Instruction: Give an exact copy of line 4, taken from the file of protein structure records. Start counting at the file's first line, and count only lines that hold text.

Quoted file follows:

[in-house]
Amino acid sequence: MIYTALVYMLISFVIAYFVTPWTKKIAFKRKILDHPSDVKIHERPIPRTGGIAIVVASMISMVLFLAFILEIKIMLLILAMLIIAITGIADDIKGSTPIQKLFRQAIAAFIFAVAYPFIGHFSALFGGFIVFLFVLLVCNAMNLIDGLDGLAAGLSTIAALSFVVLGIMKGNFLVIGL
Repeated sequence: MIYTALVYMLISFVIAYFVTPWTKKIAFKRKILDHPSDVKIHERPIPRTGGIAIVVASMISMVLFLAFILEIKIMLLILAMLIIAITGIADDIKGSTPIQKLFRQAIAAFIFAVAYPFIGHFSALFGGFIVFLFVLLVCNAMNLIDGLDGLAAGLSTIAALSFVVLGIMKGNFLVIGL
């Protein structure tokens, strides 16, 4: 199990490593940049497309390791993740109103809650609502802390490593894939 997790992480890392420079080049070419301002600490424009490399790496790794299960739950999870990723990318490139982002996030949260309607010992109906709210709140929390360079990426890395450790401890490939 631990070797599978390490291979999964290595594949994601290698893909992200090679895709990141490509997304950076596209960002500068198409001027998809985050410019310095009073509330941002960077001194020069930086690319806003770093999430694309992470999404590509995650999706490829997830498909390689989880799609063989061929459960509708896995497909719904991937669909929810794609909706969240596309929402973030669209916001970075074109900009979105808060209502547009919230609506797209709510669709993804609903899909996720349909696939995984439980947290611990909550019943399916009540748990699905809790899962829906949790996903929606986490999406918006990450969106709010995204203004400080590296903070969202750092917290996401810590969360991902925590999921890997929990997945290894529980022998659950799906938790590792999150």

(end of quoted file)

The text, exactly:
């Protein structure tokens, strides 16, 4: 199990490593940049497309390791993740109103809650609502802390490593894939 997790992480890392420079080049070419301002600490424009490399790496790794299960739950999870990723990318490139982002996030949260309607010992109906709210709140929390360079990426890395450790401890490939 631990070797599978390490291979999964290595594949994601290698893909992200090679895709990141490509997304950076596209960002500068198409001027998809985050410019310095009073509330941002960077001194020069930086690319806003770093999430694309992470999404590509995650999706490829997830498909390689989880799609063989061929459960509708896995497909719904991937669909929810794609909706969240596309929402973030669209916001970075074109900009979105808060209502547009919230609506797209709510669709993804609903899909996720349909696939995984439980947290611990909550019943399916009540748990699905809790899962829906949790996903929606986490999406918006990450969106709010995204203004400080590296903070969202750092917290996401810590969360991902925590999921890997929990997945290894529980022998659950799906938790590792999150």